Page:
Scott Michael Wagstaff is an actor born in the West Midlands. After growing up in Wolverhampton he dived into the world of Musical Theatre training in Leeds & London – furthermore working on tours around Europe, Cruise Ships & shows around the world.
Scott continues to develop his own projects alongside auditioning and is represented by leading talent agency Mondi Associates for the London, LA & NYC & markets.
What or who was it that inspired you into a career as an actor?
I guess I’d be expected to say De Niro in Taxi Driver, Brando in The Godfather or Pacino in Scarface and those guys are very inspiring acting geniuses & I’ve learned a lot from watching them. However, if I’m going to be super honest I’d have to say my Mom was the person who inspired me to be an actor. She was quite the entertainer herself, full of life, love, fun and certainly kept me interested in the arts in my youth.
What inspired me to be an actor is presenting an innate ability to feel and furthermore putting that message out to audiences locally and worldwide that as humans we need to feel and it is ok to. A message that resonates with me most right now off the back of the ‘what got me into acting’ is exactly how Viola Davis said it in her Oscar speech this year:
“I became an artist—and thank God I did—because we are the only profession that celebrates what it means to live a life.” – Viola Davis – Oscars 2017
That is exactly how I feel and have always felt about acting.
Are there any actors that influenced your approach or style?
I’d say James Galdolfini, may he rest in peace. Watching James gave me a great sense of what it is to be vulnerable, even in those ‘tough Italian mob’ roles there is a beautiful truth present in him. He was always human. Always himself. You can see a main with pain, joy, rage, love, seduction, literally everything and anything the moment asked of him in any performance he had to deliver. He taught me what it is to be rather than what it is to ‘act’.
What’s the best bit of acting advice you’ve been given?
Definitely from Anthony Meindl (AMAW Studios) – that acting isn’t acting, it is being. It has to be me in the situation not a ‘character’ because if I’m playing a character then I’m most likely playing an idea. If I’m playing an idea then I’m not truthfully giving myself over moment to moment within the circumstances handed to me. I’m removed by an idea of it being ‘someone else’ other than me. It has to be me. How am I in an argument over betrayal. How am I in a game of seduction and so forth. Then character is built by the audience watching me on screen in those situations with a different name and attire but it’s still me!
Yep. Still feels the best advice to date. It helps me to trust me and the people I’m working with all at once to know that.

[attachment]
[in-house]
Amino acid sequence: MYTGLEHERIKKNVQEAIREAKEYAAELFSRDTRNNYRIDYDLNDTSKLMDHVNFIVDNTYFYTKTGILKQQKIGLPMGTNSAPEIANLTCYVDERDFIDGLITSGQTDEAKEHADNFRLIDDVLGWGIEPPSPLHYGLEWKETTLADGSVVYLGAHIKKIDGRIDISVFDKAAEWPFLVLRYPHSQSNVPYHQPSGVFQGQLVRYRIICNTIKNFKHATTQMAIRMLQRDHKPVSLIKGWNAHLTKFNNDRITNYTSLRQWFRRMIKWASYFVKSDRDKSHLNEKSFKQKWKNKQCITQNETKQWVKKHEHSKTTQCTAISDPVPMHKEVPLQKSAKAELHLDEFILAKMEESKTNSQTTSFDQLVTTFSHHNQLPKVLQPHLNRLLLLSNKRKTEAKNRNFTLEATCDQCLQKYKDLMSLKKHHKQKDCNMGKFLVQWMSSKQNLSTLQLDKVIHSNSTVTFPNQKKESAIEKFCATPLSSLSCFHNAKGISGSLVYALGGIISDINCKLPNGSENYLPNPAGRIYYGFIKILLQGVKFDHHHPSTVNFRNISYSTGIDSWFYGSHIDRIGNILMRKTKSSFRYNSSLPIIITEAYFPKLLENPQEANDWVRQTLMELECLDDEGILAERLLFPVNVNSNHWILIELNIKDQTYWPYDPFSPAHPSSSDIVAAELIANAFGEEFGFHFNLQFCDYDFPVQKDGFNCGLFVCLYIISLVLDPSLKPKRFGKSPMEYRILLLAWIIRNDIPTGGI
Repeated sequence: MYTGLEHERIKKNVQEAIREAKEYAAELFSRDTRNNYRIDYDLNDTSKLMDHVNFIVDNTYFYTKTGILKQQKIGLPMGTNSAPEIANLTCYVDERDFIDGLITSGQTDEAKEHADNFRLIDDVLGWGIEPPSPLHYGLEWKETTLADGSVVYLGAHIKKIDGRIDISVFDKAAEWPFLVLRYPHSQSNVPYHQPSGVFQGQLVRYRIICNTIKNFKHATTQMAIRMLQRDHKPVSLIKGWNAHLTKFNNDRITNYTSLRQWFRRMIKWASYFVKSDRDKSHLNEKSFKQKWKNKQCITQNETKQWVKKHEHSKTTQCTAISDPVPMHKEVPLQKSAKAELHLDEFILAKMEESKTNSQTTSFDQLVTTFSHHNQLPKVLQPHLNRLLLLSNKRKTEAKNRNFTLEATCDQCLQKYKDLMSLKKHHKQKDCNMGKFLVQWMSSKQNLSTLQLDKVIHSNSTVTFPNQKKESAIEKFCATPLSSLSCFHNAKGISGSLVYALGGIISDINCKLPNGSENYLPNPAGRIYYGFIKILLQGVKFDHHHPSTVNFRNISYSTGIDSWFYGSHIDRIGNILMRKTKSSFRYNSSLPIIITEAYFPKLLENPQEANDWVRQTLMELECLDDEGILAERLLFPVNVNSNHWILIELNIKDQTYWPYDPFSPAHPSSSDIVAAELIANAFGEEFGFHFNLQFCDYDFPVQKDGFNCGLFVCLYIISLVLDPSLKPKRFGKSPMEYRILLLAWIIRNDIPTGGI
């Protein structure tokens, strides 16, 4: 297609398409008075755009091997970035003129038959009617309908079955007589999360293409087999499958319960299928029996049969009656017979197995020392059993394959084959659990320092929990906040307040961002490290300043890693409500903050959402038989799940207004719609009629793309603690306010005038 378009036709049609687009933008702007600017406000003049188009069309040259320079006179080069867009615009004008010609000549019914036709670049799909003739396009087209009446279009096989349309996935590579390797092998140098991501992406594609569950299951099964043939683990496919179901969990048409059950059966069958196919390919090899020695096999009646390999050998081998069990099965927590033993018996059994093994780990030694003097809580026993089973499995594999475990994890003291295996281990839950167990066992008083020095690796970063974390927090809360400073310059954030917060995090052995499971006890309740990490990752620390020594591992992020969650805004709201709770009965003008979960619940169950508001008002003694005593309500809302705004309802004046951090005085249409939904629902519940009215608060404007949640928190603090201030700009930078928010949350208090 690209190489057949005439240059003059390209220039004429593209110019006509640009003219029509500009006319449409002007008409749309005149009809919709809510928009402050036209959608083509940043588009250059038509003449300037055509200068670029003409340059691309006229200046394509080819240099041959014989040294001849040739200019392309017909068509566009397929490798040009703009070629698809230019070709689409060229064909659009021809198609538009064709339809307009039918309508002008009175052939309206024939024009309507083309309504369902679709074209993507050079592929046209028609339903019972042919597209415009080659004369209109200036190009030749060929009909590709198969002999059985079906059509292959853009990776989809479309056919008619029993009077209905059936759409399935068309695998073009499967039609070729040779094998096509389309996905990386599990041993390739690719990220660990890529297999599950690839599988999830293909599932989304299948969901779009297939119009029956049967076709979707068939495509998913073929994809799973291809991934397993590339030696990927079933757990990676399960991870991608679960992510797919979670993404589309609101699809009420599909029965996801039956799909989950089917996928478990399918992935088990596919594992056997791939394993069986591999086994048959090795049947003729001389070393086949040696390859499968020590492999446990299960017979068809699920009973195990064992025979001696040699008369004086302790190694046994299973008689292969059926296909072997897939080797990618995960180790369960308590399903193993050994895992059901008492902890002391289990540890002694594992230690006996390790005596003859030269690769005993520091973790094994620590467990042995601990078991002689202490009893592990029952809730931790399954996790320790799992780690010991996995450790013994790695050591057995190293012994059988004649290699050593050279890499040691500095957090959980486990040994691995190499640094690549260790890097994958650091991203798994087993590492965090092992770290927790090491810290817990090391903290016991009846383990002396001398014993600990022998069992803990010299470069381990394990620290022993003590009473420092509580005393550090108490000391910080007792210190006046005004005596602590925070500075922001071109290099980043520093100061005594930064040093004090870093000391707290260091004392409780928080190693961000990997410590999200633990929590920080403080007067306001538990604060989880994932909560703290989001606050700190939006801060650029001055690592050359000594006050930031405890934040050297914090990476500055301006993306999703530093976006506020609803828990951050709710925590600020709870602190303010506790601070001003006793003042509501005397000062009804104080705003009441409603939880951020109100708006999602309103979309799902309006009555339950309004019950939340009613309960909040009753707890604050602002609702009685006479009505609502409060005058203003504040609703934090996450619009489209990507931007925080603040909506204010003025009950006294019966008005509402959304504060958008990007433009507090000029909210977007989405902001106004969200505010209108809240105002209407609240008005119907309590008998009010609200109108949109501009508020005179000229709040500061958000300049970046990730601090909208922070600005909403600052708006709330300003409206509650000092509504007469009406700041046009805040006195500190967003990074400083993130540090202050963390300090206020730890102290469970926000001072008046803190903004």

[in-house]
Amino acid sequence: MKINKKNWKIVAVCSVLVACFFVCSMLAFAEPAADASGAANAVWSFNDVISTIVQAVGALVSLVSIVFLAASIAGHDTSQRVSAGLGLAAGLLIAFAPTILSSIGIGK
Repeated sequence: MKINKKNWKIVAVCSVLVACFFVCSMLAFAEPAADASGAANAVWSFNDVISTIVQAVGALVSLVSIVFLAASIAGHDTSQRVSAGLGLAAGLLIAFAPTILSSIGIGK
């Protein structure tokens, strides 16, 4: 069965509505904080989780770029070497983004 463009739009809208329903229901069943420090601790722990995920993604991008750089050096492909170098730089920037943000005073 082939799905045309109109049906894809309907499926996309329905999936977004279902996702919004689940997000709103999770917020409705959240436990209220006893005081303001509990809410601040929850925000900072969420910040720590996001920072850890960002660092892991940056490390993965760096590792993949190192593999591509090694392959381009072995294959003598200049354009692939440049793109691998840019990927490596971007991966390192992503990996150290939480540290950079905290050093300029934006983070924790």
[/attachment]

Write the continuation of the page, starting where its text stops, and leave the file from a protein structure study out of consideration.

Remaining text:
What do you look for in a director?
Someone with a clear vision but with an openness to discovering the unknown, oh and a lotta heart! It’s really exciting to meet a Director who can visualise their creativity and can talk about their vision in an awe-inspiring way, but even more so when they admit that when rolling into production it could change. That sense of openness is important to me, it also tells me they understand actors as we all prep but then let go & have to discover our journey as it’s happening, we can’t predict the future, such as life.
What do you look for in a script?
Humanity. I’m currently filming a sci-fi where the top layer is essentially about a man who unwillingly got passed on the ability to heal with his hands. However, all the themes within the film including the healing of hands were symbolic and all connected to a father letting go of the death of his 11 year old son. Don’t get me wrong, I love action, sci-fi, thriller, fantasy, myth all that stuff, I mean hand me my cape and I’ll meet you on set! However, when there is such truth embodied within those genres that tug at the heart strings then those are the scripts that get me.
How did you find the experience of working on Time of Their Lives alongside actors such as Joan Collins and Pauline Collins?
Such fun! It was all too short lived that film. Joan and Pauline are such great artists to work with, they give you everything, even in the smaller moments they are fully there ready to deliver and willing to collaborate with you. Joan started improving with me on a couple of takes, we had just had fun, that’s all there is to it and I believe Roger Goldby is probably one of the nicest men on the planet.
In addition to Time of Their Lives you also worked on the psychological horror The Dare directed by Giles Alderson. Having worked on two very different genre films, do you find working in different genres develops your ability as an actor?
Absolutely. That’s the great thing about working in different genres, the situations can become more radical in which you’re placed in & that helps growth occur. I truly believe as an actor it’s important to accept that I am everything, every part of me is available with no judgement so there isn’t any genre, role, situation that I’m unavailable for.
Is there anything you’d change in the film industry?
More film investors for more films to be made please!! 😉
What’s next up for you?
I’ve just finished up on a lead role in a sci-fi film then onto shooting a Major Guest Lead role for Doctors BBC next week. I also have several film projects of my own in development that I’m continuously working on around jobs/auditions also.
What advice would you give to any young actors starting out?
Any way you can. Literally any possible way. Just find a way to truly embrace who you are. Find yourself and take ownership of self. Don’t be apologetic. Be unapologetic for who you are because that is what everyone in this industry is truly interested in. You. Goes the same for your acting work, if it’s you in the moment then there is no question. Keep digging deep!
You can find Scott via the links below